You need look no further for evidence that the 1960’s were truly a golden era for Seiko than the wonderful selection of watches produced during that decade under the Seikomatic branding. The first Seikomatic appeared in 1960, simple in form and function but rather lovely and providing the foundation for a range of elegant, stylish watches spanning the elevated consumer to more luxurious end of the market, with features including waterproof cases, calendar complications and of course an automatic movement featuring the magic lever mechanism.
That first Seikomatic was fitted with the automatic 603 calibre (subsequently named the 6201), a 27.6mm diameter movement running at 18000 bph and coming in 17, 20 or 30 jewel variants (we encountered the 20 jewel version a couple of posts back here in that splendid Seikomatic SilverWave). The date complication first appeared in the Seikomatic Selfdater of 1962 fitted with the 24 jewel 394, the precursor to the 6205. That in turn spawned the luxurious 39 jewel 395 Self Dater 50 Proof of 1963. From 1963 through 1967, Seiko released a number of Seikomatic Selfdaters and Weekdaters, the latter of which used the 400/6206 movement and which spawned the first automatic chronometer Grand Seikos. All of these watches used variants of the 62 series of movements which traced their lineage back to that 603 of 1960. A second tier of Seikomatic joined the 62 series watches from about 1964/5 fitted with the 83 series movement.
This post enters the fray in August 1964 with a slightly weathered example of a Seikomatic Weekdater 6206-8990. Earlier incarnations of this particular model appeared in mid-1963, fitted with the 400 movement. Mine, whilst numbered according to the newer model naming conventions, is an early enough example to feature the gorgeous Seikomatic script on the dial. Here it is as received:
The movement is an absolute peach, looking resplendent in all its golden glory:
A quick check on the timer reveals it’s running slow but with an excellent amplitude of about 250 degrees. Removing the movement, bezel and crystal and we see some clear signs of exterior corrosion to the case, but hopefully just flakey suface oxidation that should clean off.
The dial is in generally excellent condition though, barring the faintest hint of spots of discolouration in one or two places around the extreme edge whilst the hands are decent too, if a little grubby:
You may have noticed the two-tier arrangement of date and day wheels, which we’ll get to again later, and the dial ring, secured to the mainplate by three screws, which provides a secure base for the periphery of the dial to sit upon. You can also see in the photo top left that the date dial guard and date jumper guards are fitted with a jewel each, presumably to aid the easy passage of the day wheel as it performs its duty. The day jumper spring incidentally sits in a furrow to the rear of the date jumper guard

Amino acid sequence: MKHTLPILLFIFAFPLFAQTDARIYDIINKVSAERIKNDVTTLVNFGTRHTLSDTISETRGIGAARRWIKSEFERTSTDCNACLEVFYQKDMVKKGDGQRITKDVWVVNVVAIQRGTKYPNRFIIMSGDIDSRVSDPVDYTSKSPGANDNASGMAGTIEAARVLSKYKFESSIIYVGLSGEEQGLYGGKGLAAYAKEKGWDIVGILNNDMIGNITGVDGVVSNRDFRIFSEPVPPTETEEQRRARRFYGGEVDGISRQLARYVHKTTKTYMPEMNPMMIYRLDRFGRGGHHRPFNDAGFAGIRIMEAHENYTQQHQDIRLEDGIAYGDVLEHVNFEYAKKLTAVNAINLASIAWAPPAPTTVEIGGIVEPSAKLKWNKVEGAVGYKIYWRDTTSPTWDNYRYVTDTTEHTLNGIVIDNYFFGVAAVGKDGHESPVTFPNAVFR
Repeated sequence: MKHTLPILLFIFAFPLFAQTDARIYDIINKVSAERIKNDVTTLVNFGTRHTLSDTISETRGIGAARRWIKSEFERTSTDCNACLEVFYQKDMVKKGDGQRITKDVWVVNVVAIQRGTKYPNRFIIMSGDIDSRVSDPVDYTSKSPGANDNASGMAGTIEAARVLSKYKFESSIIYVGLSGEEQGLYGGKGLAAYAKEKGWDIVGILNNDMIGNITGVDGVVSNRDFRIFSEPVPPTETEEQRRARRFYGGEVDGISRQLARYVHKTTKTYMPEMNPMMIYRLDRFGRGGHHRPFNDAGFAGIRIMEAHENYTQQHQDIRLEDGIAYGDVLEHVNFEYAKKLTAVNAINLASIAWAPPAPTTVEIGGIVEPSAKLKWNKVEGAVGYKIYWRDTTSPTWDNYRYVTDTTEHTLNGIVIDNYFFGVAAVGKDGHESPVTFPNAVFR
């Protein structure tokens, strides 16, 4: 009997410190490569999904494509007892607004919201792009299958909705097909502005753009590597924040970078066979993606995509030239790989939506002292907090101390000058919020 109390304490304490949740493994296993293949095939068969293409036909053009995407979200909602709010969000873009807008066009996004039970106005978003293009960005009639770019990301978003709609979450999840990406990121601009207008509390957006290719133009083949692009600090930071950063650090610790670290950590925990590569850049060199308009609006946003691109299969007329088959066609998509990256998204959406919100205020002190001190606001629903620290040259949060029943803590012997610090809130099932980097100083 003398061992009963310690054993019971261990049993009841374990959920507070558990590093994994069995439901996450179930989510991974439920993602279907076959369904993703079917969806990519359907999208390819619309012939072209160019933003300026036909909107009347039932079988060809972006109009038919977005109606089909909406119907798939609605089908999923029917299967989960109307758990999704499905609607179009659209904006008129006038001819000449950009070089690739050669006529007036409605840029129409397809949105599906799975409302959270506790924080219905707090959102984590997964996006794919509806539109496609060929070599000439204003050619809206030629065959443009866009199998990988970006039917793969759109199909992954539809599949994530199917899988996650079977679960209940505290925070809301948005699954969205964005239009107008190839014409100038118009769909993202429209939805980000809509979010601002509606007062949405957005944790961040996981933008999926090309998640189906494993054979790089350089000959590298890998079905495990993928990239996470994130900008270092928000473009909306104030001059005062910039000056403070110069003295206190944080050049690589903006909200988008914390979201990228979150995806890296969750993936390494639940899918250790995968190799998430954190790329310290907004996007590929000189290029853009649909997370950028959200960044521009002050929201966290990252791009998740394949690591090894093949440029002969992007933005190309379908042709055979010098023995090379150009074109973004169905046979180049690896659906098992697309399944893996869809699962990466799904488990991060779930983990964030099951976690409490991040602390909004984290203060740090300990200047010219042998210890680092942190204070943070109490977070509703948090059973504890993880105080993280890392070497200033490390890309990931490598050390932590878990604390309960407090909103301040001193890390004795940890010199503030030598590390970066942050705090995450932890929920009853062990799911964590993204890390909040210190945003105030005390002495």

Not much to cause any concerns here other than the ubiquitous leakage of moly grease from the barrel arbor. The only wear or damage I could find anywhere was the secondary jewel fitted to the centre wheel bridge, which had cracked in a number of places:
With the movement completely dismantled and cleaned we can appraise the component parts, with Diashocks, cap jewels and screws off stage left somewhere.
The Diafix and jeweled bearings on the main plate and train wheel bridge account for 12 of the 26 jewels. Next up, the keyless works come together, then the centre wheel and centre wheel bridge (which, together with replacement secondary jewel fitting accounts for a further two jewels) before returning to the calendar side to fit the minute wheel and cannon pinion:
Next, we fit the barrel and train wheels followed by the train wheel bridge:
With the four jewels in the Diashock settings, the impulse jewel on the balance wheel, the jewel count stands at 22. A quick check that all looks healthy on the timer and we can refit the calendar parts (bringing the jewel count to 24 with those two jewels in the date dial guard and date jumper guards) and take a look at how the different levels at which the day and dates wheels sit are accommodated by the dial. You can see from this shot of the reassembled calendar how the day wheel sits considerably proud of the date wheel:
I’m not sure if this is intentional or the result of the day complication being retro-engineered to a movement not originally designed to accommodate such a feature but it does add a nice three-dimensionality to the dial landscape.